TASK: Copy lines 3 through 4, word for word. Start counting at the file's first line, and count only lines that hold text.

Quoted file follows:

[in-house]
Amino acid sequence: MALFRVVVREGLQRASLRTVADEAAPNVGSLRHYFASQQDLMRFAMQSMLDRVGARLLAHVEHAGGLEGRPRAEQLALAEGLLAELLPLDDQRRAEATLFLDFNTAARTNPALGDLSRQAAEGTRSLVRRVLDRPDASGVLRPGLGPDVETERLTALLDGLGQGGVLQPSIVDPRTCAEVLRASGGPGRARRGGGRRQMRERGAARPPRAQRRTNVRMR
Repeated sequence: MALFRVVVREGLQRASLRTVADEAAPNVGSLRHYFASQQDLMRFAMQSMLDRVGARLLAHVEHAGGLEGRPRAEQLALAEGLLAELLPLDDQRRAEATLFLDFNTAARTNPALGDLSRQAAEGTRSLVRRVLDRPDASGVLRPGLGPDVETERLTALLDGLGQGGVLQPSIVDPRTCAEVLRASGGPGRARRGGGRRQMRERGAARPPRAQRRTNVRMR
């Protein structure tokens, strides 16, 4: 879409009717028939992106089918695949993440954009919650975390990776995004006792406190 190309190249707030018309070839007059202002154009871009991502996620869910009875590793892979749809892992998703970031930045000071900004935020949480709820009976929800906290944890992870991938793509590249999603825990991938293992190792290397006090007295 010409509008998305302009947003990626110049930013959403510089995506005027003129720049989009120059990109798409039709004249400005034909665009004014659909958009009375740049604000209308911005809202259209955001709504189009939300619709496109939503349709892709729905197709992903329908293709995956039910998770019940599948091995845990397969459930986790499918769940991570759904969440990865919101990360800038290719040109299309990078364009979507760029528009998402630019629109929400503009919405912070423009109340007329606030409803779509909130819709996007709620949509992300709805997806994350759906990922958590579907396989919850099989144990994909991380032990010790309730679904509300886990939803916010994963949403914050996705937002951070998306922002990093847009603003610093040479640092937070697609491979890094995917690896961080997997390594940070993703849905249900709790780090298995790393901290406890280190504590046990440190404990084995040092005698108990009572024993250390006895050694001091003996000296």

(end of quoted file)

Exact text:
Repeated sequence: MALFRVVVREGLQRASLRTVADEAAPNVGSLRHYFASQQDLMRFAMQSMLDRVGARLLAHVEHAGGLEGRPRAEQLALAEGLLAELLPLDDQRRAEATLFLDFNTAARTNPALGDLSRQAAEGTRSLVRRVLDRPDASGVLRPGLGPDVETERLTALLDGLGQGGVLQPSIVDPRTCAEVLRASGGPGRARRGGGRRQMRERGAARPPRAQRRTNVRMR
């Protein structure tokens, strides 16, 4: 879409009717028939992106089918695949993440954009919650975390990776995004006792406190 190309190249707030018309070839007059202002154009871009991502996620869910009875590793892979749809892992998703970031930045000071900004935020949480709820009976929800906290944890992870991938793509590249999603825990991938293992190792290397006090007295 010409509008998305302009947003990626110049930013959403510089995506005027003129720049989009120059990109798409039709004249400005034909665009004014659909958009009375740049604000209308911005809202259209955001709504189009939300619709496109939503349709892709729905197709992903329908293709995956039910998770019940599948091995845990397969459930986790499918769940991570759904969440990865919101990360800038290719040109299309990078364009979507760029528009998402630019629109929400503009919405912070423009109340007329606030409803779509909130819709996007709620949509992300709805997806994350759906990922958590579907396989919850099989144990994909991380032990010790309730679904509300886990939803916010994963949403914050996705937002951070998306922002990093847009603003610093040479640092937070697609491979890094995917690896961080997997390594940070993703849905249900709790780090298995790393901290406890280190504590046990440190404990084995040092005698108990009572024993250390006895050694001091003996000296």